Latin America Subaltern Studies Group
In the midst of redefining Latin American political and cultural space, the Latin America Subaltern Studies Group was founded in the early 1990s to study the subaltern in Latin America. They recognised the Indian Subaltern Studies Group and Guha’s work as a means to recover the cultural and political specificity of peasant insurrection through two components: identifying the logic of the distortions in the representation of the subaltern in official or elite culture; and uncovering the social semiotics of the strategies and cultural practices of peasant insurgencies themselves. They also recognised the role of the subaltern as not only a passive or “absent” subject that can be mobilised from above, but also produces social effects that are visible, if not always predictable or understandable. 
Latin American Studies has been involved with questions of subalternity since its inauguration as a field in the 1960s, a field constituted by a spectrum of academic disciplines ranging from the philosophical critique of metaphysics, to contemporary literary and cultural theory, to history and the social sciences. And the force behind the problem of the subaltern in Latin America arises out of the need to reconceptualise the relation of nation, state, and “people” in the three social movements that have centrally shaped the contours and concerns of Latin American Studies: The Mexican, Cuban and Nicaraguan Revolutions.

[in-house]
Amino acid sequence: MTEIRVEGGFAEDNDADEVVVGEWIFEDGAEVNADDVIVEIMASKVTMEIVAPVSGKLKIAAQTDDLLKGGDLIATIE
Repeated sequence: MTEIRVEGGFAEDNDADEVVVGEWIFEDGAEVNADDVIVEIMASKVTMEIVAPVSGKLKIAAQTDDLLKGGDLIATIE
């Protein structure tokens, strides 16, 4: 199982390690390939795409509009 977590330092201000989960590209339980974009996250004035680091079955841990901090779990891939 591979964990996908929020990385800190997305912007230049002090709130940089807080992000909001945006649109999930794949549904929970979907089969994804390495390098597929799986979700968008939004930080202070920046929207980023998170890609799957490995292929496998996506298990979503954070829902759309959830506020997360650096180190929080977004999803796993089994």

For the Indian Subaltern Studies Group, the inadequacy of elite leadership failed to represent the nation – the central problematic of postcoloniality. Whereas in the Latin American context, ‘the subaltern functions as a “migrating” subject, both in its own cultural self-representations and in the changing nature of its social pact with the state(s)’.  Here the subaltern is not one thing, it is a mutating subject and functions as a “migrating” subject. This suggests that the subaltern in the Latin American context is not pinned down to a specific group of people, but rather it is an attachable notion that moves with the people of different identities that are not area-elites.
The presence and reality of subaltern social subjects in Latin American history has been obscured by the domination of Creole elites, of how they manage other social groups or classes in their own societies. For the study group, the study cannot operate solely within the prototype of nationhood. Additionally, the migrating subject must be plotted against its position in the stages of development of a national economy, as ‘the consent of the subaltern classes and their identity as economic categories underwrite the increased productivity that is the sign of progress and economic stability’. By calling the concept of nation into question, this in turn affects “national” notions of elite and subaltern. Lastly, the subaltern includes the masses of the labouring population and the intermediate strata, as well as the nonworking subjects: this requires the study group to explore the margins of the state with the premise of nation as a conceptual space that is not identical to the nation as state.
Latin American Subaltern Studies Group cites Guha’s “The Prose of Counter-Insurgency” in Selected Subaltern Studies p45-84, “Founding Statement”, The Postmodernism Debate in Latin America, boundary 2, Vol. 20, No.3, Autumn 1993, pp.110-121, p111-2